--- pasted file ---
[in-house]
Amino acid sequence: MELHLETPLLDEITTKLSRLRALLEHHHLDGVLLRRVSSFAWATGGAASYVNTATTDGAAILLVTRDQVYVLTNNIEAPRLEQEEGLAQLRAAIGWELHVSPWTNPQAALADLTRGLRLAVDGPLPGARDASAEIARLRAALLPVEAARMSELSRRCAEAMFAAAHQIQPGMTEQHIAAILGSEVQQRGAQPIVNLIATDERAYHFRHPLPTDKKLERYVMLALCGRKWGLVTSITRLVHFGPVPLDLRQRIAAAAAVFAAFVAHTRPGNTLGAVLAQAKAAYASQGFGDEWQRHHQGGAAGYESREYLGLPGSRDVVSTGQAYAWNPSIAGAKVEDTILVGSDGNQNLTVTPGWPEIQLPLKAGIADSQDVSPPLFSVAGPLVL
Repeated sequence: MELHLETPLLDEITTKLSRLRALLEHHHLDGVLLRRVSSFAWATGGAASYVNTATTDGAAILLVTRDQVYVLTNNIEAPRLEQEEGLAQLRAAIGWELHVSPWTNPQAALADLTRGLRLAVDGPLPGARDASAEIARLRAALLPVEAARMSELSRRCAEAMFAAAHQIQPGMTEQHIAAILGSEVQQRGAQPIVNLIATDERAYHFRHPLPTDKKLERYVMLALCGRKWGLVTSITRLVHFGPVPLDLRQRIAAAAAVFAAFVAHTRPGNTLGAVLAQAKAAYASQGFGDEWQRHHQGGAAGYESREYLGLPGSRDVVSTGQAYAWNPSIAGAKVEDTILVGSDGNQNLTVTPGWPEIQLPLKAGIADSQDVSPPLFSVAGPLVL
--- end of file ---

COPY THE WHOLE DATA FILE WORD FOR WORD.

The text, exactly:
[in-house]
Amino acid sequence: MELHLETPLLDEITTKLSRLRALLEHHHLDGVLLRRVSSFAWATGGAASYVNTATTDGAAILLVTRDQVYVLTNNIEAPRLEQEEGLAQLRAAIGWELHVSPWTNPQAALADLTRGLRLAVDGPLPGARDASAEIARLRAALLPVEAARMSELSRRCAEAMFAAAHQIQPGMTEQHIAAILGSEVQQRGAQPIVNLIATDERAYHFRHPLPTDKKLERYVMLALCGRKWGLVTSITRLVHFGPVPLDLRQRIAAAAAVFAAFVAHTRPGNTLGAVLAQAKAAYASQGFGDEWQRHHQGGAAGYESREYLGLPGSRDVVSTGQAYAWNPSIAGAKVEDTILVGSDGNQNLTVTPGWPEIQLPLKAGIADSQDVSPPLFSVAGPLVL
Repeated sequence: MELHLETPLLDEITTKLSRLRALLEHHHLDGVLLRRVSSFAWATGGAASYVNTATTDGAAILLVTRDQVYVLTNNIEAPRLEQEEGLAQLRAAIGWELHVSPWTNPQAALADLTRGLRLAVDGPLPGARDASAEIARLRAALLPVEAARMSELSRRCAEAMFAAAHQIQPGMTEQHIAAILGSEVQQRGAQPIVNLIATDERAYHFRHPLPTDKKLERYVMLALCGRKWGLVTSITRLVHFGPVPLDLRQRIAAAAAVFAAFVAHTRPGNTLGAVLAQAKAAYASQGFGDEWQRHHQGGAAGYESREYLGLPGSRDVVSTGQAYAWNPSIAGAKVEDTILVGSDGNQNLTVTPGWPEIQLPLKAGIADSQDVSPPLFSVAGPLVL